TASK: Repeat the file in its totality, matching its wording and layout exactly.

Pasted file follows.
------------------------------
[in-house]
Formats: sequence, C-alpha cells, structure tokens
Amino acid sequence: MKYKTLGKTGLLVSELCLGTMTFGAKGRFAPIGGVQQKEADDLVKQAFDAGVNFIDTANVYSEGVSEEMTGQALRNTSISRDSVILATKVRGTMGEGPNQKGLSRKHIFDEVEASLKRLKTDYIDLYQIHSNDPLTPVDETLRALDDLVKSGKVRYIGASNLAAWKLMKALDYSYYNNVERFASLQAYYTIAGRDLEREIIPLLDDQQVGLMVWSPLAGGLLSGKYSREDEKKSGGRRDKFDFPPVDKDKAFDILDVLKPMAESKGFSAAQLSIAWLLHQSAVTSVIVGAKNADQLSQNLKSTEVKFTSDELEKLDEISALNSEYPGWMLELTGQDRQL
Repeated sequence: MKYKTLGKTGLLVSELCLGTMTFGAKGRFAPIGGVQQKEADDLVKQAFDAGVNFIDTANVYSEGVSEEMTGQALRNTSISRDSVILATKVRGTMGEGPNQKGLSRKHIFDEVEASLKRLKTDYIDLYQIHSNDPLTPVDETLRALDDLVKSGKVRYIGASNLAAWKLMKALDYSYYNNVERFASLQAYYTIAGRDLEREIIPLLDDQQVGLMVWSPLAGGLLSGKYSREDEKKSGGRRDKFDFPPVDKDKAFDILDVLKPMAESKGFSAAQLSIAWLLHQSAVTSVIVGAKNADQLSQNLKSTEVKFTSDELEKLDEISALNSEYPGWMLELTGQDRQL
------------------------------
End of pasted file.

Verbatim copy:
[in-house]
Formats: sequence, C-alpha cells, structure tokens
Amino acid sequence: MKYKTLGKTGLLVSELCLGTMTFGAKGRFAPIGGVQQKEADDLVKQAFDAGVNFIDTANVYSEGVSEEMTGQALRNTSISRDSVILATKVRGTMGEGPNQKGLSRKHIFDEVEASLKRLKTDYIDLYQIHSNDPLTPVDETLRALDDLVKSGKVRYIGASNLAAWKLMKALDYSYYNNVERFASLQAYYTIAGRDLEREIIPLLDDQQVGLMVWSPLAGGLLSGKYSREDEKKSGGRRDKFDFPPVDKDKAFDILDVLKPMAESKGFSAAQLSIAWLLHQSAVTSVIVGAKNADQLSQNLKSTEVKFTSDELEKLDEISALNSEYPGWMLELTGQDRQL
Repeated sequence: MKYKTLGKTGLLVSELCLGTMTFGAKGRFAPIGGVQQKEADDLVKQAFDAGVNFIDTANVYSEGVSEEMTGQALRNTSISRDSVILATKVRGTMGEGPNQKGLSRKHIFDEVEASLKRLKTDYIDLYQIHSNDPLTPVDETLRALDDLVKSGKVRYIGASNLAAWKLMKALDYSYYNNVERFASLQAYYTIAGRDLEREIIPLLDDQQVGLMVWSPLAGGLLSGKYSREDEKKSGGRRDKFDFPPVDKDKAFDILDVLKPMAESKGFSAAQLSIAWLLHQSAVTSVIVGAKNADQLSQNLKSTEVKFTSDELEKLDEISALNSEYPGWMLELTGQDRQL